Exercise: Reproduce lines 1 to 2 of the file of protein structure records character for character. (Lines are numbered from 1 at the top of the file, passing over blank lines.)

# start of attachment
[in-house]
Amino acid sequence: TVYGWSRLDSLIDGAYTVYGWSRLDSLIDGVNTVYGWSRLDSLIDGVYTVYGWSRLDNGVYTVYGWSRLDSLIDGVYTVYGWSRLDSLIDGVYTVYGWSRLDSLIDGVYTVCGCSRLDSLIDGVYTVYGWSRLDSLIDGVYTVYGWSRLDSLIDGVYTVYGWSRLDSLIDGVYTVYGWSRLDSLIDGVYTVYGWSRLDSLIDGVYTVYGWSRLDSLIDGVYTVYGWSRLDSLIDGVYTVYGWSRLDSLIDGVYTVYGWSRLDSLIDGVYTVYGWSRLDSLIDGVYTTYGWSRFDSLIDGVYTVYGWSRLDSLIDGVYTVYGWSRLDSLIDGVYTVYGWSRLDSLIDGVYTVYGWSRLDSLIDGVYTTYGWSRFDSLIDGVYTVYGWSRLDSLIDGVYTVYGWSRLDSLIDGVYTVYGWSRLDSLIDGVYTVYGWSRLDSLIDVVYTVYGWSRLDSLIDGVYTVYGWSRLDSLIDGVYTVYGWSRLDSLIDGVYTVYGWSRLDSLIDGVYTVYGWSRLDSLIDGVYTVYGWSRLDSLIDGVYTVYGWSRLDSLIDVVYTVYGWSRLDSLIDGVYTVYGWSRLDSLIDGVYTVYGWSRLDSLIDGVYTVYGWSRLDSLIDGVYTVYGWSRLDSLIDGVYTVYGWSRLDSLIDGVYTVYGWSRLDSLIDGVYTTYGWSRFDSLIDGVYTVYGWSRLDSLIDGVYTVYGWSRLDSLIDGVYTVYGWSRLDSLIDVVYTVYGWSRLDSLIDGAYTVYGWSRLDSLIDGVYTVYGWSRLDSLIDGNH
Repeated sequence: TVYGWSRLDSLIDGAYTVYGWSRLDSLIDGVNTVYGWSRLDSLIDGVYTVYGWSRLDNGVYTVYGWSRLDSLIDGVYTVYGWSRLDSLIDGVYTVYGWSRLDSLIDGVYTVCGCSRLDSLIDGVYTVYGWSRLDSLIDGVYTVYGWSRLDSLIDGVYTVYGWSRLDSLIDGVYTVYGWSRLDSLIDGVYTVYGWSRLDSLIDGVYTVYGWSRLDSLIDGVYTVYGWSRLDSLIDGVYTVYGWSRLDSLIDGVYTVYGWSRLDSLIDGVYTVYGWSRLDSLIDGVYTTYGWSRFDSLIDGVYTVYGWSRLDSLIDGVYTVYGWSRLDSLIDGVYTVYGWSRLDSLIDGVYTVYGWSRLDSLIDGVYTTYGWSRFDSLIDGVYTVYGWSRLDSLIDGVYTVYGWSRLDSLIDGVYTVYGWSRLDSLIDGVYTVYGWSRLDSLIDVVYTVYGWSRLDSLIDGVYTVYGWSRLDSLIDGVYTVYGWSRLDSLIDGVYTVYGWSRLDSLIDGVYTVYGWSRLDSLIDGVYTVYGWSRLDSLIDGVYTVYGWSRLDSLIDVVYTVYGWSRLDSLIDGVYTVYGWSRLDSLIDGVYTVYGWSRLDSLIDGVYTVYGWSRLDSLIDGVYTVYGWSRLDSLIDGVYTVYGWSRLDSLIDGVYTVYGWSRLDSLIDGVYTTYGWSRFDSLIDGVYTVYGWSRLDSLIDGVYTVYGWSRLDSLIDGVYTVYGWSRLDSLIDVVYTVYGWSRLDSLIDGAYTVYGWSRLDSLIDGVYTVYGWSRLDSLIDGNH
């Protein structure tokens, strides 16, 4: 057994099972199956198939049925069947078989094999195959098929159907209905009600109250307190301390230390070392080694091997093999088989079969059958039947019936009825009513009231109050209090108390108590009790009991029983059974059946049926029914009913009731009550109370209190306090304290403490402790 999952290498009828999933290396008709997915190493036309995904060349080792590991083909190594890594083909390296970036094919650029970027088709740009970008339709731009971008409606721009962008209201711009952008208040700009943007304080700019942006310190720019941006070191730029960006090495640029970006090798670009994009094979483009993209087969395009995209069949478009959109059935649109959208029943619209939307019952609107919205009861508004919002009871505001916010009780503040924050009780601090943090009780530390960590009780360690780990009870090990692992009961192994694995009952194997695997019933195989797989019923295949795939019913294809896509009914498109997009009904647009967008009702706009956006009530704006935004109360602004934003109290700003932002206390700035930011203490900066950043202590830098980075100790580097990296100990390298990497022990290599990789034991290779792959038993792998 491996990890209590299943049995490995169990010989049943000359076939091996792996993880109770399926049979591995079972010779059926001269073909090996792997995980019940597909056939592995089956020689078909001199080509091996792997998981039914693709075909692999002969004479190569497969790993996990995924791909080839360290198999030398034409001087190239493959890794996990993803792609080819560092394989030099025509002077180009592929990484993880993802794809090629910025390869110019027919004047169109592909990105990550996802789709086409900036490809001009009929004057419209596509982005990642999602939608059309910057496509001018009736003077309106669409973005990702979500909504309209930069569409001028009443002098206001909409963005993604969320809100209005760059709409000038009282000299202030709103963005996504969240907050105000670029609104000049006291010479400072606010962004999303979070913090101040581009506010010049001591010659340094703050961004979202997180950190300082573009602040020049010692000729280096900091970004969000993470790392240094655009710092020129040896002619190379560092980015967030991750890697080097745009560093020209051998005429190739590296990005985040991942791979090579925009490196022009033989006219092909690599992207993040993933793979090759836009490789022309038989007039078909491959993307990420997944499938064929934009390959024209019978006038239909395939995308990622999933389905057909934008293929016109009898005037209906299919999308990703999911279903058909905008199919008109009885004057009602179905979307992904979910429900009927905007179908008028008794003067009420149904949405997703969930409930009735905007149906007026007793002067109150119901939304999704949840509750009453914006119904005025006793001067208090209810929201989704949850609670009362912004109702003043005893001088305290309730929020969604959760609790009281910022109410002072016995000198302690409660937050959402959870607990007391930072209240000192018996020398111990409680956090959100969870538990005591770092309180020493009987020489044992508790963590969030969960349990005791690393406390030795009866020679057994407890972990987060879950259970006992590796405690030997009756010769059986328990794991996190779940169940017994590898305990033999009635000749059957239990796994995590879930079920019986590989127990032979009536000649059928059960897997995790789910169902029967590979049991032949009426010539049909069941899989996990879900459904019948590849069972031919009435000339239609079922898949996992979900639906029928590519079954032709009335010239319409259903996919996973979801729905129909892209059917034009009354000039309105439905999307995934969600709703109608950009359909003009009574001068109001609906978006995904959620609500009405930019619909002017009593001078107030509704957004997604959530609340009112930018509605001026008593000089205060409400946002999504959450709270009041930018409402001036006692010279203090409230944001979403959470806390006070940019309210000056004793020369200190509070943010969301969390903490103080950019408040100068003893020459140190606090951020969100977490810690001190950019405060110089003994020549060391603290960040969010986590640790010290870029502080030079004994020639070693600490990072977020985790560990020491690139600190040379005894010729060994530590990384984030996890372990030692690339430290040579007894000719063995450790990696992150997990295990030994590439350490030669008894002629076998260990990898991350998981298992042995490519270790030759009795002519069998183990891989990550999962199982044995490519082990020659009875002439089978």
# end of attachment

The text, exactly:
[in-house]
Amino acid sequence: TVYGWSRLDSLIDGAYTVYGWSRLDSLIDGVNTVYGWSRLDSLIDGVYTVYGWSRLDNGVYTVYGWSRLDSLIDGVYTVYGWSRLDSLIDGVYTVYGWSRLDSLIDGVYTVCGCSRLDSLIDGVYTVYGWSRLDSLIDGVYTVYGWSRLDSLIDGVYTVYGWSRLDSLIDGVYTVYGWSRLDSLIDGVYTVYGWSRLDSLIDGVYTVYGWSRLDSLIDGVYTVYGWSRLDSLIDGVYTVYGWSRLDSLIDGVYTVYGWSRLDSLIDGVYTVYGWSRLDSLIDGVYTTYGWSRFDSLIDGVYTVYGWSRLDSLIDGVYTVYGWSRLDSLIDGVYTVYGWSRLDSLIDGVYTVYGWSRLDSLIDGVYTTYGWSRFDSLIDGVYTVYGWSRLDSLIDGVYTVYGWSRLDSLIDGVYTVYGWSRLDSLIDGVYTVYGWSRLDSLIDVVYTVYGWSRLDSLIDGVYTVYGWSRLDSLIDGVYTVYGWSRLDSLIDGVYTVYGWSRLDSLIDGVYTVYGWSRLDSLIDGVYTVYGWSRLDSLIDGVYTVYGWSRLDSLIDVVYTVYGWSRLDSLIDGVYTVYGWSRLDSLIDGVYTVYGWSRLDSLIDGVYTVYGWSRLDSLIDGVYTVYGWSRLDSLIDGVYTVYGWSRLDSLIDGVYTVYGWSRLDSLIDGVYTTYGWSRFDSLIDGVYTVYGWSRLDSLIDGVYTVYGWSRLDSLIDGVYTVYGWSRLDSLIDVVYTVYGWSRLDSLIDGAYTVYGWSRLDSLIDGVYTVYGWSRLDSLIDGNH